It’s not something that I’m advocating at the moment because we’ve only just set this new level and it’s £26,000, which is equivalent to earning £35,000 before taxI think we need to keep that approach, look and see how it works, see what the effects are, but not rush to start changing the goalposts before the policy has properly settled down.

The key words here are “at the moment”. While Clegg again declared that he believed the priority should be to remove universal pensioner benefits from the well-off (“you start from the top and you work down”), he was careful not rule out a cut in the level of the cap.

Spiked has a good article on modern slavery being make-believe and Theresa May’s Modern Slavery bill addressing a non-existant problem. This blog has addressed slavery not existing. Spiked are on the Want to make a worthwhile donation this Solstice? page.

Firefighters to strike on Christmas Eve and New Year’s Eve. Tony Blair intervened directly in a firefighters’ strike while the FBU was headed by a Labourite idiot. Strange to see Blair referring to the “real world” since he was a total stranger to it.

Image of GCHQ donught buildingHome Secretary Theresa May fails to provide any evidence that the Guardian’s publishing the Edward Snowden leaks have damaged national security as claimed by boss of MI5, Andrew Parker. Keith Vaz, chair of the home affairs committee told May “What you have given us today, and what we have heard so far, is only second-hand information. Mr Parker and Sir John are making statements in open session and nobody knows what the follow-up is.” and “Everyone is appointed by the prime minister … They are asking questions of each other, and giving answers to each other … That is exactly why we need to see them [the agency heads]. But you don’t want us to see them at all.”

Why Cameron is wrong to declare ‘mission accomplished’ in Afghanistan

What the welfare cuts mean for us: ‘The feeling of dread never goes away’

Hungry Christmas: Food Bank Use Soars

2013 in Review: Unions Are the Only Defence Ordinary People Have Left

Poorer than your parents – post-war pensions boom ‘is coming to an end’

Federal judge holds NSA telephone surveillance unconstitutional

Lord Hanningfield says of allowance claims: ‘I have to live, don’t I?’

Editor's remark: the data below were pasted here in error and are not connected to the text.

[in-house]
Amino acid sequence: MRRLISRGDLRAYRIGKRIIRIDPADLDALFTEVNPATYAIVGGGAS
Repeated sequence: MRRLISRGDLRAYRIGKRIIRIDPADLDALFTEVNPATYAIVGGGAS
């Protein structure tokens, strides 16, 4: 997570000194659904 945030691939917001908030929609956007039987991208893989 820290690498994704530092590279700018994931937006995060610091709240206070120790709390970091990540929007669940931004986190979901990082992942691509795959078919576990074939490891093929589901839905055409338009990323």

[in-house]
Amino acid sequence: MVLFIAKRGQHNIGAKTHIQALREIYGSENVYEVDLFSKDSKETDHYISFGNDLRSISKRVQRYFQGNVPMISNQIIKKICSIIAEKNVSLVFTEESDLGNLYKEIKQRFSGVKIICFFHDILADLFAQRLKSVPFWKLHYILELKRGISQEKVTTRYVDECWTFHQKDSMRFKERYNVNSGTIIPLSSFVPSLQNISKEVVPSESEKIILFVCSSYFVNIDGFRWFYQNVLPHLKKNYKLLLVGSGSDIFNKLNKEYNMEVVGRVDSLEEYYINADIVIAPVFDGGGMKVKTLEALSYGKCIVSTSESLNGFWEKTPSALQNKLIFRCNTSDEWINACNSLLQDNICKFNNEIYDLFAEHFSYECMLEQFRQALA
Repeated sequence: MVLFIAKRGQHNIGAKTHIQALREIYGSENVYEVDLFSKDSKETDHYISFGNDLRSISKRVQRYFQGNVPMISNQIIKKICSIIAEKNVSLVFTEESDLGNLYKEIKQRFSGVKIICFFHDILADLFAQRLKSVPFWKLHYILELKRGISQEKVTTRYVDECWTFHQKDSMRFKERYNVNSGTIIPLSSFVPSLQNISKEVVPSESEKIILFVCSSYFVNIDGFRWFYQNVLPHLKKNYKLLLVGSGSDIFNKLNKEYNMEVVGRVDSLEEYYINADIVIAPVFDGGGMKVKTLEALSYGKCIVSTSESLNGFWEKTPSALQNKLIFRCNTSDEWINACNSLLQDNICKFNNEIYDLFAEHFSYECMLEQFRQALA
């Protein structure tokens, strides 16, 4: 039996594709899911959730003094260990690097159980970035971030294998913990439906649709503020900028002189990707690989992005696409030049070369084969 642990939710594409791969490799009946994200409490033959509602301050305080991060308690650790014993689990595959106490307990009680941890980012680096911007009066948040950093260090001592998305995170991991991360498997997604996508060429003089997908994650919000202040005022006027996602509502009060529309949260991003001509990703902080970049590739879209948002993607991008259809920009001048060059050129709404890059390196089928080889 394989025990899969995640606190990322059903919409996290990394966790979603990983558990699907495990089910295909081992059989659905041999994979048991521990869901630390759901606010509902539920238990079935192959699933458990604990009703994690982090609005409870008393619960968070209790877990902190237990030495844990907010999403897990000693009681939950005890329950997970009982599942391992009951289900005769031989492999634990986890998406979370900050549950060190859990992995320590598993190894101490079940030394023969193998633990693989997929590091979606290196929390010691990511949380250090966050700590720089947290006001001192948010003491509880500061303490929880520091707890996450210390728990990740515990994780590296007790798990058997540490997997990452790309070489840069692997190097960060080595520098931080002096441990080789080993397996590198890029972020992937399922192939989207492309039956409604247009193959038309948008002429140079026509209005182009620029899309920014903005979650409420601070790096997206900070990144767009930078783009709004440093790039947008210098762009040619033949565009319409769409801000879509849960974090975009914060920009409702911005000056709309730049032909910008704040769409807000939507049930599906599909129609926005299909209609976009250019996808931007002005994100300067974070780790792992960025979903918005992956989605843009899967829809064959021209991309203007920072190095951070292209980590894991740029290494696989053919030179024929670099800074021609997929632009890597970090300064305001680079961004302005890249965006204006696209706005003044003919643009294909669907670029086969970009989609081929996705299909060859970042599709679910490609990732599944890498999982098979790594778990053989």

For the Sake of Humanity Society Must Unleash War on the Tories

SILENT TO THE GRAVE (The Waterhouse Report)

Continue ReadingCommentary and analysis of recent political events

Politics news allsorts

Commentary and analysis of recent UK politics events

Image of GCHQ donught buildingFollowing Home Secretary Theresa May’s refusal to allow MI5 boss Andrew Parker to appear before the parliamentary home affairs select committee the committee has said that it will question Theresa May more thoroughly.

The issue is about oversight of the security services: the home affairs select committee consider that intelligence agencies should be answerable to parliament and ordinary MPs, the government and the Home Secretary do not. Tim Farron, President of the ‘Liberal-Democrats’ is to propose measures to improve scrutiny of the intelligence services at the ‘Liberal-Democrats’ spring conference. The ‘Liberal-Democrat’ leadership has previously ignored directions from their ‘liberal-democratic’ party e.g. student tuition fees.

The public accounts committee has commented on Chancellor George Osborne use of misleading statistics on Britain’s budget deficit.

PAC chair Margaret Hodge said it was “hard to understand why the government debt and deficit highlighted in the whole government accounts differ from those reported in the ONS’s national accounts.”

“According to the former document, compiled on the basis of well-understood accounting standards, the UK’s in-year deficit for 2011-12 was £185bn. The national accounts used by the chancellor put the figure at £90bn.”

George Osborne has said that he wants “billions” more cut from the welfare budget. George Eaton at the New Statesman speculates where the axe might fall:

What cuts could he have in mind? It’s worth looking back at the speech David Cameron made on the subject in June 2012 when he outlined a series of possible measures, including:

  • The restriction of child-related benefits for families with more than two children.
  • A lower rate of benefits for the under-21s.
  • Preventing school leavers from claiming benefits.
  • Paying benefits in kind (like free school meals), rather than in cash.
  • Reducing benefit levels for the long-term unemployed. Cameron said: “Instead of US-style time-limits – which remove entitlements altogether – we could perhaps revise the levels of benefits people receive if they are out of work for literally years on end”.
  • A lower housing benefit cap. Cameron said that the current limit of £20,000 was still too high.
  • The abolition of the “non-dependent deduction”. Those who have an adult child living with them would lose up to £74 a week in housing benefit.

Osborne would also likely reduce the household benefit cap of £26,000 (he said today that “future governments could change the level” and Tory MPs have been pushing for one of £20,000) and maintain the 1% cap on benefit increases (a real-terms cut).

G4S and Serco are to have their criminals’ electronic tagging contracts transferred to Crapita.

New Statesman has a guide to fast-track processing of asylum-seekers.

 

Continue ReadingPolitics news allsorts